Laura reminds us all of a simple concept if you want to get good at anything practice is essential!
Some days I feel discouraged about the state of reading in schools today. These feelings come from, the number of worksheets or novel packets students have to complete while reading a book. These feelings intensify when I see children reading far below grade level completing phonics and syllabication worksheets. Boring! Useless! No room for books in that data collection diet!
All children deserve a rich, personal reading life. And many teachers are working toward that goal. However, that’s not good enough. I want every teacher and every school to make that goal a priority.
Developing a Personal Reading Life
Children who have a personal reading life choose to read during choice time at school. Equally important, they read voraciously at home. Books call to them. Stories grip their hearts and minds. These children can’t wait to have time to read. I recall my grandson complaining that lights out on school nights were 8:00 pm. “I don’t want to stop reading,” he’d tell me. So, I purchased a small flashlight and encouraged him to become a “flashlight reader.” However, I told him that if he was caught, he had to tell his parents the truth: His grandmother gave him the flashlight so he could read under his quilt!
Practice Reading Like an Athlete
It’s weird that everyone accepts that athletes need practice to improve muscle memory and automaticity with moves and plays. No coach would let a team compete without practice. Like athletes, readers need daily practice at school. That’s how children become ‘flashlight’ readers who develop personal reading lives.
Choice in reading is key. Choice motivates and engages readers. Choice enables them to explore genres, authors, and topics they love. Choice enables them to develop literary tastes because they are discovering what they enjoy and what they don’t want to presently read. What follows are ways teachers can showcase independent reading to help students develop a personal reading life.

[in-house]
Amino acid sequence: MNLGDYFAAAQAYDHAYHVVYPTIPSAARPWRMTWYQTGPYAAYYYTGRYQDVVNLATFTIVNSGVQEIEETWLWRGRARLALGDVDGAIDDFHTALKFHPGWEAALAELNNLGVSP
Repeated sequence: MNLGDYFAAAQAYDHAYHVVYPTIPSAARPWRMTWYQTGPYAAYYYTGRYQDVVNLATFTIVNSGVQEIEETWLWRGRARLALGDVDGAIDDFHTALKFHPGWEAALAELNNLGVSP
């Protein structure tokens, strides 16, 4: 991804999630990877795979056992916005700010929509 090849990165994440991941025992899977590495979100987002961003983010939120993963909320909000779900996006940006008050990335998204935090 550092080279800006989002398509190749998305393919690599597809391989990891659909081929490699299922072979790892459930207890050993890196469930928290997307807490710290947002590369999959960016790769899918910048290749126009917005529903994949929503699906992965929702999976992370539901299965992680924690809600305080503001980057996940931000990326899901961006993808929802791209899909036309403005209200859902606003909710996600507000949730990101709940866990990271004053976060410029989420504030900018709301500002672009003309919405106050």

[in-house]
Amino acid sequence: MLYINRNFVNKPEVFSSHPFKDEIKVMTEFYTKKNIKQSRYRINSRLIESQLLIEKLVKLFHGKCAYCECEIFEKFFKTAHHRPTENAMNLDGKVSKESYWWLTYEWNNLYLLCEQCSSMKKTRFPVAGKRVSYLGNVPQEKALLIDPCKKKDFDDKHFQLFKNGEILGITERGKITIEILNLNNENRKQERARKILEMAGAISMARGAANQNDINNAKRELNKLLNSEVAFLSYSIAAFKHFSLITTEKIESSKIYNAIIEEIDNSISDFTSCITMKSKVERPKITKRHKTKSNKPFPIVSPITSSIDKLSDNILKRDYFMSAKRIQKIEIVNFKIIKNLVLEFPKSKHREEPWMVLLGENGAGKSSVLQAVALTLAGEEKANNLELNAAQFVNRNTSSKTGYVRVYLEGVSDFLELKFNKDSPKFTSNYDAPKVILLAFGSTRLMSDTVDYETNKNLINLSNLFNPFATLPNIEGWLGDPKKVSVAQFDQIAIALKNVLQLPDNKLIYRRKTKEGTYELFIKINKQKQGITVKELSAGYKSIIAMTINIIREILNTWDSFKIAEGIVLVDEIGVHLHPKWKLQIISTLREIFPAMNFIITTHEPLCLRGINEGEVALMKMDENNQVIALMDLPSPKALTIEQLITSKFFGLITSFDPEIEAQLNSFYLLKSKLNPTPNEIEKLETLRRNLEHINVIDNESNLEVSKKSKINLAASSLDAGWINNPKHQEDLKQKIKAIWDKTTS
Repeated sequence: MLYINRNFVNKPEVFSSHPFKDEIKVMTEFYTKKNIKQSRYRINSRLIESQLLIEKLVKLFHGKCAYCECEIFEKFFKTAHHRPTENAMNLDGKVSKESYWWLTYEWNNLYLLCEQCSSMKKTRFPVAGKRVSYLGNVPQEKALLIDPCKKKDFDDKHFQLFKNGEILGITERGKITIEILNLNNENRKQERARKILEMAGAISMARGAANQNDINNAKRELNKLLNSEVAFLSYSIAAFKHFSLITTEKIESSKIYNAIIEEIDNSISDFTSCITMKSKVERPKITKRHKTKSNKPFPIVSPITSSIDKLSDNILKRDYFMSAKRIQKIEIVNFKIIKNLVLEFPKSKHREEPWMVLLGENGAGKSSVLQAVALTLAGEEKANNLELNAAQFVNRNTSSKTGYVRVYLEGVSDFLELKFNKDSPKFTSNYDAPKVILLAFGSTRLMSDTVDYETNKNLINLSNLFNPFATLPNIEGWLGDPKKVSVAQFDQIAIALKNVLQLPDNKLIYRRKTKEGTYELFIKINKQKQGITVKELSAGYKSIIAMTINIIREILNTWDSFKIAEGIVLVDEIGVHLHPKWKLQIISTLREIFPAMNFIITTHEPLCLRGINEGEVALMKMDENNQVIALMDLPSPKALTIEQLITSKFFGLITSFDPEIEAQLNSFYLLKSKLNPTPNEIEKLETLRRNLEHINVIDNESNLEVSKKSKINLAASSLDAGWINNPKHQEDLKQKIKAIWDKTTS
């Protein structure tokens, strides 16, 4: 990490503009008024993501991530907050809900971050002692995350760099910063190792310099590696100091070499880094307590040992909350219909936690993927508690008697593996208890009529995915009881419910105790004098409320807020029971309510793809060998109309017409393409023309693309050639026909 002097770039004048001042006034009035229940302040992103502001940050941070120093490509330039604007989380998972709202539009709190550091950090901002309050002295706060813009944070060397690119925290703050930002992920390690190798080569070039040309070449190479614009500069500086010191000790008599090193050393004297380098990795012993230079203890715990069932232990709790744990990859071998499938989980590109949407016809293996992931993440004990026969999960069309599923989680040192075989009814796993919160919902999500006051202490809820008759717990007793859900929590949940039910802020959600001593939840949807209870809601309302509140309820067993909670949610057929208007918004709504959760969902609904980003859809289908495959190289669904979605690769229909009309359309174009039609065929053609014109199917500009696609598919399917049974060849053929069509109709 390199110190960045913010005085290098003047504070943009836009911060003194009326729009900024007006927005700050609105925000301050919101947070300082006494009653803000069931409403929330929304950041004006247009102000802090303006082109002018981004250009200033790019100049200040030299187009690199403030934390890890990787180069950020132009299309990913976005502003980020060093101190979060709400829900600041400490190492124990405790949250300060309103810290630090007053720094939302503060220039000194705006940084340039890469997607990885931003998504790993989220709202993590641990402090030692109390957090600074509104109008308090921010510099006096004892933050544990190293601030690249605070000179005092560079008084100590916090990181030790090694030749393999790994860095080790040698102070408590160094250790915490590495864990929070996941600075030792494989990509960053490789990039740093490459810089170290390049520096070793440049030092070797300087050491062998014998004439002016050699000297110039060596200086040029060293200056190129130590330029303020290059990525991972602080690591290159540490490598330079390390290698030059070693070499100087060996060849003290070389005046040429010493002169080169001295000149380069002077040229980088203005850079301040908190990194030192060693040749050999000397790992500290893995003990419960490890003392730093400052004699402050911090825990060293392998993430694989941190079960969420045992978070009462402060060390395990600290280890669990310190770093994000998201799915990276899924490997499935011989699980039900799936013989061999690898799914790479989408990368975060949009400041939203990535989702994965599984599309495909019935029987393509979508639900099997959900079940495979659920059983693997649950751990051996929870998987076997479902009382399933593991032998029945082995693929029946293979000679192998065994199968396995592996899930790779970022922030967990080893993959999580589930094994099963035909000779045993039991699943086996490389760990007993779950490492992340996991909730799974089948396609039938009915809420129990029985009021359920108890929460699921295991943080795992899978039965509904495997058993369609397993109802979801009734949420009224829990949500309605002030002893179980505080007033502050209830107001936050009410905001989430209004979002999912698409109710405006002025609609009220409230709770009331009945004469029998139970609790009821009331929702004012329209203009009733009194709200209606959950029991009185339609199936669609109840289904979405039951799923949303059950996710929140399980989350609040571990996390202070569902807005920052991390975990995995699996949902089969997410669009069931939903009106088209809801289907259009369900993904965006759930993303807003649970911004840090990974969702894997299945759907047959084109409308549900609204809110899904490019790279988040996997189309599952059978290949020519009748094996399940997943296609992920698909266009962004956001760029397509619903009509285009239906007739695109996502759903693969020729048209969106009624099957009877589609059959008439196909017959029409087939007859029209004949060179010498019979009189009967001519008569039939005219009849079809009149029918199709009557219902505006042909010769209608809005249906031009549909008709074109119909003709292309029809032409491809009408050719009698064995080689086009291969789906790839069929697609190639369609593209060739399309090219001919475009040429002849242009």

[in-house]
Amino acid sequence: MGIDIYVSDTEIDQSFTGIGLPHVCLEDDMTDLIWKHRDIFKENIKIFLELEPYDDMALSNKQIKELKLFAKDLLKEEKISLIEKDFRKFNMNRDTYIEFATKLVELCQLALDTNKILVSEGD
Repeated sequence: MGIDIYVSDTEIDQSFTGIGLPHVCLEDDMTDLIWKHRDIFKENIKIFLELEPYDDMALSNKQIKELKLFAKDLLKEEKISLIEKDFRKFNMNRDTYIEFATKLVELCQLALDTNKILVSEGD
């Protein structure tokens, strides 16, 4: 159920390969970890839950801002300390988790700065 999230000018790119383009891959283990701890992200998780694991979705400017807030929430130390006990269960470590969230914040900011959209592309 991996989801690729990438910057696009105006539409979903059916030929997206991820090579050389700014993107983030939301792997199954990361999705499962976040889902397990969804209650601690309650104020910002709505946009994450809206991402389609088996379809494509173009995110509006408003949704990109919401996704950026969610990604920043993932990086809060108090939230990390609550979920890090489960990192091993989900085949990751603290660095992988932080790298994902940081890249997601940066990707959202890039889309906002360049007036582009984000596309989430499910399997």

Access to books is key. Make enlarging your classroom library an important goal. Aim for 500 to 1500 books.
Classroom libraries. Organize books by genre. Feature books by placing them on a shelf with the cover facing outward. Change these displays every two weeks. Spotlight authors and genres by placing books on windowsills or lean them against the wall under the chalkboard. Leave a trail of books for students to notice and browse though.
Teacher Book Talks. Take a few minutes to book talk new arrivals. Read the back cover matter or the first two pages to raise students’ interest and awareness of new books.
Independent reading. If you value independent reading, then set aside fifteen to twenty-five minutes for students to read choice books at school at least two to three times a week.
Comfortable places. Think about where you sit and read. Most likely, it’s not at a desk, but in a comfortable chair. Let students sit on a rug or on pillows and help them move into a different zone while reading.
Homework. The most important homework is 30 minutes of independent reading each night. Avoid having parents sign a paper that guarantees their child read—trust your students and look at the glass half-full. Avoid having students write a nightly summary of the reading. Do you summarize books you read? If the answer is “No,” then don’t ask students to do it. Keep reading a real world, authentic experience.
When you set aside time for independent reading at school, you let students know reading is important! Choosing books for independent reading is students’ pathway to developing a rich personal reading life. It’s also the best way to enlarge students’ vocabulary and ramp up their reading achievement!
Look for my next blog; I’ll be discussing assessing independent reading!
For more in independent reading, check Teaching Reading in Middle School